But lest it be thought that A History of Painting is full of strange and bizarre paintings, some works also allow us to recognise the roots of palaeoart itself. John demonstrates that conventional palaeoart has a home, at least stylistically, among the Romantic landscapes of Constable, Corot and Boheur. Here, John creates pieces where dinosaurs are dwarfed by richly painted, detailed surroundings, recalling Henderson-esque landscapes with a Romantic twist. Each could be dropped into a dinosaur textbook without raising eyebrows. His artworks allow for other reflections on palaeoart practises too. His German Renaissance-inspired take on Nemegt Formation dinosaurs allows for a surprisingly effective take on a classic“menagerie” scene with multiple species, the distorted perspective allowing animals of all sizes and shapes to remain visible and uncrowded in what would be an otherwise overly-busy scene. The intentionally warped anatomy of certain restorations provides a new perspective on animal monsterisation: the aforementioned Delacroix Therizinosaurus is disturbing and nightmarish, the reddish hues that accompanied the original facial features of the horse being extended across the face and neck in a fashion that recalls an open wound. And the large number of intimate portraits, often of theropods with forward-facing eyes, encourages us to consider dinosaurs as individuals, a goal we often pursue by adorning them with wear and tear (e.g. scars, scratches, blotches etc.), not quiet, close interaction with viewers. Needless to say, the great stylistic experimentation gives much to ponder about traditional approaches to rendering fossil species. Do some of the paintings in the book transcend “palaeoart” as we might typically define it, or are they "art that features dinosaurs"? Where would we draw the line? Should we even bother with lines at all?

Tarbosaurus hunts Saurolophus in Cretaceous Mongolia, imagined here in Lucas Cranach's 16th Century style. Against all expectations, the strange perspective and lofty point of view make this potentially overcrowded scene very pleasant to look at: it's essentially 5-6 small paintings in one. Art by John Conway, from Conway (2022).

We could go on: there is much to ponder over when thumbing through A History of Painting, and writing this has only prompted even more to think on and discuss. And it’s here, with my brain full of thoughts and ideas, that I find my only real concern (as opposed to criticism) about this project. Much of the above paraphrases points that John has raised in talks about his book, but there’s no substantial discussion of this nature in the book itself. Instead, it leads with a short meta-fiction, suggesting the paintings are recreations of a lost collection of dinosaur artworks by well-renowned artists. The descriptions of the paintings toe this line, making suggestions as to the original artists and subject matter as one might if recreating a series of images from photographs. It’s a fine enough set-up but I worry that it denies the book a context and, dare I say it, an importance that it might otherwise have had, risking it being seen as little more than an exercise in kitsch rather than a considered entry to an ongoing scholarly discussion. A version of A History of Painting was drafted that contained more explanation and text, but didn’t make the cut for being overly stuffy and academic: this is a book designed to appeal beyond a few historians and researchers, after all. I can’t criticise the book for the approach it’s taken because there’s surely no right or wrong way to frame such an unusual project, but I hope its approach doesn’t see it become ignored or brushed off as lightweight frippery. I feel John’s thoughts on this should be recorded somehow, and I wonder if those unused drafts would warrant being turned into a complementary paper or article. And, again, this idea gets my brain turning over: I’m curious to know what non-palaeontological artists and art historians would make of all this. Some sort of public discussion outside of the bubble of palaeo-enthusiasts could be a terrific event. But — no, we must stop.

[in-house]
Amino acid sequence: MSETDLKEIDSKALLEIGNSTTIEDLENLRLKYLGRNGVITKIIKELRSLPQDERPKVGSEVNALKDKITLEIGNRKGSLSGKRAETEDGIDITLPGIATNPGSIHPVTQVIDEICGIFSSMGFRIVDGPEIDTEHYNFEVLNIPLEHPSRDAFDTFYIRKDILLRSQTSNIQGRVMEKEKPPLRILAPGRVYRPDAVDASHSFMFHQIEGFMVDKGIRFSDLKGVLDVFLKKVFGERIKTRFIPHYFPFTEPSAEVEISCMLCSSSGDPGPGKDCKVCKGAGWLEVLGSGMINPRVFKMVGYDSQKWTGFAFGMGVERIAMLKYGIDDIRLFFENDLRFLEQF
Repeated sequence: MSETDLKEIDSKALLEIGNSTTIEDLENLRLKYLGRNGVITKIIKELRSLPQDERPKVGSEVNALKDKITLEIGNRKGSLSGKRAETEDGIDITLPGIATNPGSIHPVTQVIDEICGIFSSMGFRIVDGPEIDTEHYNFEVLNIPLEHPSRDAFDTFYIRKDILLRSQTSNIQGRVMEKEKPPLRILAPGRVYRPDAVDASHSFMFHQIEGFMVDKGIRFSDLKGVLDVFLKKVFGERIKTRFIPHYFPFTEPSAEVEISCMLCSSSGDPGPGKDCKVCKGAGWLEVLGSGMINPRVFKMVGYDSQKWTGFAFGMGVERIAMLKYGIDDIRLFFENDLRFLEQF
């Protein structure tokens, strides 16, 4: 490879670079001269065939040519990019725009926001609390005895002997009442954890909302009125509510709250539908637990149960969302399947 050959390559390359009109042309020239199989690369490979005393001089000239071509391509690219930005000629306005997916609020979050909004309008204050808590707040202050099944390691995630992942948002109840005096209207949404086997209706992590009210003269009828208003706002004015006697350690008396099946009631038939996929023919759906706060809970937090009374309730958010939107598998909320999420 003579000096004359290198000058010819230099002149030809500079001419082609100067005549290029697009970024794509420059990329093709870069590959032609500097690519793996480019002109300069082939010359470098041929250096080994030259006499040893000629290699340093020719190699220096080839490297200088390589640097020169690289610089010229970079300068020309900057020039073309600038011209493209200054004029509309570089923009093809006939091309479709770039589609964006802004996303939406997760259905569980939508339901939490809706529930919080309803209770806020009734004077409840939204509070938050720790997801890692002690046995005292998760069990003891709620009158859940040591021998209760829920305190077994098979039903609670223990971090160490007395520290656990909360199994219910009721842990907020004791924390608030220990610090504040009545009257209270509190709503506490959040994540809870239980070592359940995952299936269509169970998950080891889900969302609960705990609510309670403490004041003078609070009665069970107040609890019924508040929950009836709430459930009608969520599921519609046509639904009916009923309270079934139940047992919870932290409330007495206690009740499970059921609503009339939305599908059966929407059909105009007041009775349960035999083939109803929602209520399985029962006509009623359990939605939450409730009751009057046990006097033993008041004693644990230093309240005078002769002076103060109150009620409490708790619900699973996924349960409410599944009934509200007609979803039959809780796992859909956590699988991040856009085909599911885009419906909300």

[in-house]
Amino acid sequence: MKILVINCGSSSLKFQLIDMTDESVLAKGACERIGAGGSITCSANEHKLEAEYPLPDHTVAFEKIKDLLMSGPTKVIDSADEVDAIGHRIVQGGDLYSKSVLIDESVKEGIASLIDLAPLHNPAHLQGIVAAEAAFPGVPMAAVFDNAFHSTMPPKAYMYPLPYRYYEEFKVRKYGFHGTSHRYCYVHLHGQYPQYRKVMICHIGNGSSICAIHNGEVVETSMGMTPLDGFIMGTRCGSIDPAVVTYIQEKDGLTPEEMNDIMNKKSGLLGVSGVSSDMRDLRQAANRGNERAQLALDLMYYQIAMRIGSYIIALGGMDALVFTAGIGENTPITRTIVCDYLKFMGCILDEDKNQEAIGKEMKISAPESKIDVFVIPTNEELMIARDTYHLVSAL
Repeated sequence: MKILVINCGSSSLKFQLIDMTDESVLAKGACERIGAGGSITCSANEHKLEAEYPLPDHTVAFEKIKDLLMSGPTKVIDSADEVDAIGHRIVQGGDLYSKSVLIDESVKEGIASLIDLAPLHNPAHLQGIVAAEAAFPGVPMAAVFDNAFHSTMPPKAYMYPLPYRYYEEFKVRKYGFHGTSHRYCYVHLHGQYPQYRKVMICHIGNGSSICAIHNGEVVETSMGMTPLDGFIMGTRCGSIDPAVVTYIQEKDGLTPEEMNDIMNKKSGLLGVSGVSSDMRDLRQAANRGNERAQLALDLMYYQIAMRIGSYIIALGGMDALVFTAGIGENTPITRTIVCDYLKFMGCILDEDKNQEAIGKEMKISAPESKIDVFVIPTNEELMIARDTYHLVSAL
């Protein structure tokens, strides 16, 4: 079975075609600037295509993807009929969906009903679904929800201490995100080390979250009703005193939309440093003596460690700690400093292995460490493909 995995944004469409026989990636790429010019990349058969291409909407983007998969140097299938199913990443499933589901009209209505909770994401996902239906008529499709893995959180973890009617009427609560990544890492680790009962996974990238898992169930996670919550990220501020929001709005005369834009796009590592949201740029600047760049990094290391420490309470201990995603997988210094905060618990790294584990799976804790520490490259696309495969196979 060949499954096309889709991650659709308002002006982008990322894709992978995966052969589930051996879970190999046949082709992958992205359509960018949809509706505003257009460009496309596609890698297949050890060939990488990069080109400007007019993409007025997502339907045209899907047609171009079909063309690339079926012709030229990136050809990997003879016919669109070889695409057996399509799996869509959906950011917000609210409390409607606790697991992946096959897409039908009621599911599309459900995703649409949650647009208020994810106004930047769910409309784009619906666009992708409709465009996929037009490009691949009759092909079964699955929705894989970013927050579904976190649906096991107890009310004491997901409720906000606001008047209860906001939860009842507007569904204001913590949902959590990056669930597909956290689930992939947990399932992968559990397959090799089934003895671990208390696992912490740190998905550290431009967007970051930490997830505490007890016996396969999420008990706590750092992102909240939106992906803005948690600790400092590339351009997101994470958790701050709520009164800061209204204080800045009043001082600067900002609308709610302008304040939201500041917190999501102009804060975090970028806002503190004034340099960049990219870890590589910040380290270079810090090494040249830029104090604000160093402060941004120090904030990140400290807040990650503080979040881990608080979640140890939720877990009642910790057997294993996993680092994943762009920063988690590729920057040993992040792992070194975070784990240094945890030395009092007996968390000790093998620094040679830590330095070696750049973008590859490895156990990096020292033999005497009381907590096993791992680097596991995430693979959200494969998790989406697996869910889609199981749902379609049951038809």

This wanting the book to be discussed and contemplated is, of course, a strong, if indirect, recommendation for getting yourself a copy. Although it's probably too abstract to have the impact of All Yesterdays, A History of Painting (with Dinosaurs) is a book like no other and another important contribution to the palaeoart book canon from John Conway. Beyond being great to look at, it’s a thought-provoking exploration of not only the value and role of palaeoart, but of our societal relationship with extinct animals and nature, and all for just £19. At the time of writing, there’s still time to get it before Christmas and it should be available pretty much wherever Amazon operates (John has some quick links at his website, but check your national Amazon webpage for details). If you have any stockings to fill for a palaeoart fan, or perhaps for anyone interested in art history, this is well worth your money.

And having mentioned festive season, it’s time at the bar for 2022 at this (now ten-year-old!) blog. However you mark the end of the year, I hope you all have a safe and happy time, and I’ll see you in 2023.

Enjoyed this post? Support this blog for $1 a month and get free stuff!

This blog is sponsored through Patreon, the site where you can help artists and authors make a living. If you enjoy my content, please consider donating as little as $1 a month to help fund my work and, in return, you'll get access to my exclusive Patreon content: regular updates on upcoming books, papers, paintings and exhibitions. Plus, you get free stuff - prints, high-quality images for printing, books, competitions - as my way of thanking you for your support. As always, huge thanks to everyone who already sponsors my work!


  • Conway, J. (2022). A history of painting (with dinosaurs). Independently published.
  • Conway, J., Kosemen, C. M., & Naish, D. (2013). All yesterdays: unique and speculative views of dinosaurs and other prehistoric animals. Irregular books.
  • Lescaze, Z. (2017). Paleoart: Visions of the prehistoric past. Taschen.
  • Manucci, F., & Romano, M. (2022). Reviewing the iconography and the central role of ‘paleoart’: four centuries of geo-palaeontological art. Historical Biology, 1-48.
  • Mitchell, W. T. (1998). The last dinosaur book: the life and times of a cultural icon. University of Chicago Press.
  • Nieuwland, I. (2020). Paleoart comes into its own. Science, 369(6500), 148-149.
  • Witton, M. P. (2018). The Palaeoartist's Handbook: Recreating prehistoric animals in art. The Crowood Press.